The 10 Best Patriotic Movies to Watch on the 4th of July

There are many ways to celebrate the Fourth of July, but certainly one of the most fitting is by indulging in a great American pastime — watching a movie. There have been many films made about American history, from war epics to inspiring true stories, but we’ve put together a curated list of the best of the best — the most patriotic films that tackle America’s complex history in ways both grand and intimate, comedic and dramatic, awe-inspiring and fist-pump-inspiring.

Behold the best patriotic movies to watch on the 4th of July and where to stream each one.

Saving Private Ryan

DreamWorks Pictures

Steven Spielberg’s 1998 film is hailed by many as one of the best World War II movies ever made, and it stands as a tribute to those who served. Set in 1944 Normandy, the story follows a group of soldiers whose mission is to find a private (played by Matt Damon) whose brothers have all died in the war. The travelogue nature allows Spielberg to show many different facets of WWII combat, from the opening Normandy invasion (one of the most striking sequences ever put to film) to the toll the war took on the Allied soldiers and civilians. With a stacked cast led by Tom Hanks, “Saving Private Ryan” won five Oscars including Best Director for Spielberg, but famously lost Best Picture to “Shakespeare in Love” in a shocking upset.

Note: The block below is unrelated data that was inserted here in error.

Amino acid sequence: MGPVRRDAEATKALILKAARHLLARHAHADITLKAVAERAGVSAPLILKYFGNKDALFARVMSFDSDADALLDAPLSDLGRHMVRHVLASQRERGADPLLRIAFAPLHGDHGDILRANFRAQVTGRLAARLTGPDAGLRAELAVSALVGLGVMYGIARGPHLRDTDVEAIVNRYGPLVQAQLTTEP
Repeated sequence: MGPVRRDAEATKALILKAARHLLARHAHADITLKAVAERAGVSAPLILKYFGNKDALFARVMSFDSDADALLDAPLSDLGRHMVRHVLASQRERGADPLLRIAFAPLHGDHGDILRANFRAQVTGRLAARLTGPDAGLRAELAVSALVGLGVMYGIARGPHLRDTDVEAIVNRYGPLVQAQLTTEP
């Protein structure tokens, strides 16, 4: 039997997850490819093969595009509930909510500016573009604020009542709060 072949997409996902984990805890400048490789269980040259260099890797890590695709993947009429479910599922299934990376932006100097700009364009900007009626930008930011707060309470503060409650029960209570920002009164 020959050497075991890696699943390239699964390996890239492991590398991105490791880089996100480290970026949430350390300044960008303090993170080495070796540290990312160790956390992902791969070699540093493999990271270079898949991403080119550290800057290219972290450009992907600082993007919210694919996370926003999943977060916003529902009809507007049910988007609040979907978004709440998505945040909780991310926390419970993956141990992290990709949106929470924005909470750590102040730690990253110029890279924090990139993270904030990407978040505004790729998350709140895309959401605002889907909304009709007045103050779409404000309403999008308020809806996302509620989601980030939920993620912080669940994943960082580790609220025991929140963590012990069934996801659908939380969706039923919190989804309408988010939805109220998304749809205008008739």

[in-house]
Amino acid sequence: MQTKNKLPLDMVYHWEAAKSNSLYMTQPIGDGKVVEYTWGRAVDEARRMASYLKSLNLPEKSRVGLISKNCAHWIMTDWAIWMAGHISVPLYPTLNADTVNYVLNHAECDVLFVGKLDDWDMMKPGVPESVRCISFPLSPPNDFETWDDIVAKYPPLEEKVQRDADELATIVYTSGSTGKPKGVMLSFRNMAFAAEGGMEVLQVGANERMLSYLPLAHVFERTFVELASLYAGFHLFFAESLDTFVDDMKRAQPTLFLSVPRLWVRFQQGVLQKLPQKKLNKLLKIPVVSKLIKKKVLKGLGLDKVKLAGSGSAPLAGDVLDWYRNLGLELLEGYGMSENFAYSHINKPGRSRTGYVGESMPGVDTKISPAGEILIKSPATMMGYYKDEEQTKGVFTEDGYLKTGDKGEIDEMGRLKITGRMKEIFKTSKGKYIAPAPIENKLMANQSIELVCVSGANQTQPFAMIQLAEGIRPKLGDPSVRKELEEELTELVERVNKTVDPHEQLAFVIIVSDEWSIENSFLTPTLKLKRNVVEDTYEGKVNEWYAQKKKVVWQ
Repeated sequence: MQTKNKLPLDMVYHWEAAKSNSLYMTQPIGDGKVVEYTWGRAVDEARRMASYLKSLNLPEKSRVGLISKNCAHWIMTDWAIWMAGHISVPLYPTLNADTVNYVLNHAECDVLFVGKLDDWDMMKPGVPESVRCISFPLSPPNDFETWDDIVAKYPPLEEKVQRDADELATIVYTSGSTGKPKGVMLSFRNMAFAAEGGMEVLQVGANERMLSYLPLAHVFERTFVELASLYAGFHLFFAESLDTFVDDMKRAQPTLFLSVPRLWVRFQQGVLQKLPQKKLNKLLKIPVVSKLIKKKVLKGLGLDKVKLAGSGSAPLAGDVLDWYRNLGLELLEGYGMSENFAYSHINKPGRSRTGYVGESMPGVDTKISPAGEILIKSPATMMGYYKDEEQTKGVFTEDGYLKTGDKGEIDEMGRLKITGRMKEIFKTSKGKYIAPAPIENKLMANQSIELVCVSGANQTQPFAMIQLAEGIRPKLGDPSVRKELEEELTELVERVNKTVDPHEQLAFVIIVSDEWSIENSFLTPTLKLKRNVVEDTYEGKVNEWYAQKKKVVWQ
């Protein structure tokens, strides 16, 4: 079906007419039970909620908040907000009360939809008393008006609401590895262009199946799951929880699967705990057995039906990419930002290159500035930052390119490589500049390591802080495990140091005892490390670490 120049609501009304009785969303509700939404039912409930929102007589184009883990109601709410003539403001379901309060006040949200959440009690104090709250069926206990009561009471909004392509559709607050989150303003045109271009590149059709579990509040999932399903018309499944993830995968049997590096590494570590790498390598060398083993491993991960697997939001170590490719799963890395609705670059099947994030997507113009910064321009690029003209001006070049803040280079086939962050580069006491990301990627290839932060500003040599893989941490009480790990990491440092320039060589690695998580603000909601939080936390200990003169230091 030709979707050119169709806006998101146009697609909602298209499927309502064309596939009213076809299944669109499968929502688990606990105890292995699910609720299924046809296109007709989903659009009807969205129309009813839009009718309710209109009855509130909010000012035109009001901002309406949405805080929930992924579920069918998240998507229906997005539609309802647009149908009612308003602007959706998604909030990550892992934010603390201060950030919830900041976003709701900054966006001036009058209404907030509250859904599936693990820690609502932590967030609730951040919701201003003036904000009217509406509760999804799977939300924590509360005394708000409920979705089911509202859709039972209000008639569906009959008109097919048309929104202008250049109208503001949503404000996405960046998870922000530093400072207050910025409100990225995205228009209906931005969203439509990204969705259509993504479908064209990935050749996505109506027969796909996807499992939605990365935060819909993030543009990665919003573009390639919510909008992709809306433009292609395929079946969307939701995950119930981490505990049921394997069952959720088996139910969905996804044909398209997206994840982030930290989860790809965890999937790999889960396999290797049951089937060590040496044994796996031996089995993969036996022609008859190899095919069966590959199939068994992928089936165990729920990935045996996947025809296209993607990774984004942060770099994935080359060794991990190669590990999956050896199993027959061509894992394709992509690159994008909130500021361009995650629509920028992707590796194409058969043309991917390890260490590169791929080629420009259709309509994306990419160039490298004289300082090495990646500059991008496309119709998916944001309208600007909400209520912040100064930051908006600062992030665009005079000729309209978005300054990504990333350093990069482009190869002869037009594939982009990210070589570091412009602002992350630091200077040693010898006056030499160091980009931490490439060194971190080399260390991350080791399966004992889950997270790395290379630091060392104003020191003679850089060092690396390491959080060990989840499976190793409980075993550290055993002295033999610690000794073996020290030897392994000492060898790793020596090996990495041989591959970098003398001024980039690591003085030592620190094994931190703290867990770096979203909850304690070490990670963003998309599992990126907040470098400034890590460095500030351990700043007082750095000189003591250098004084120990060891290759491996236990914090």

Where to stream: Prime Video, Paramount+


Columbia Pictures
Columbia Pictures

If you like your patriotism in musical form, “1776” is the film for you. The 1972 film is based on the Broadway musical of the same name and captures the events leading up to the signing of the Declaration of Independence. William Daniels is John Adams and Ken Howard is Thomas Jefferson, and over the course of two and a half hours they recount history while occasionally breaking out into catchy songs from musician and lyricist Sherman Edwards. This movie’s a delight.

Where to stream: Tubi


Sony Pictures
Sony Pictures

1989’s “Glory” tells the true story of one of the Union army’s earliest all-Black regiments in the Civil War, offering the kind of American story that’s too-little told in U.S. history. Denzel Washington won his first Oscar for his supporting performance as Private Silas Trip, but the entire ensemble is remarkable — Morgan Freeman, Andre Braugher, Matthew Broderick and Cary Elwes all star in director Edward Zwick’s epic yet intimate war drama.

Where to stream: Philo

Mr. Smith Goes to Washington

Columbia Pictures

Filmmaker Frank Capra’s superpower was capturing the human spirit onscreen in a way that didn’t feel saccharine or false, and his 1939 film “Mr. Smith Goes to Washington” is one of his best films. Jimmy Stewart stars as a naive U.S. Senator who arrives in D.C. fresh-faced and ends up fighting against government corruption, culminating in a filibuster that stands as one of cinema’s most iconic moments. Cynics will see the film as naive, but it’s aspirational in the best way.

Where to stream: Prime Video

The Patriot

Columbia Pictures
Columbia Pictures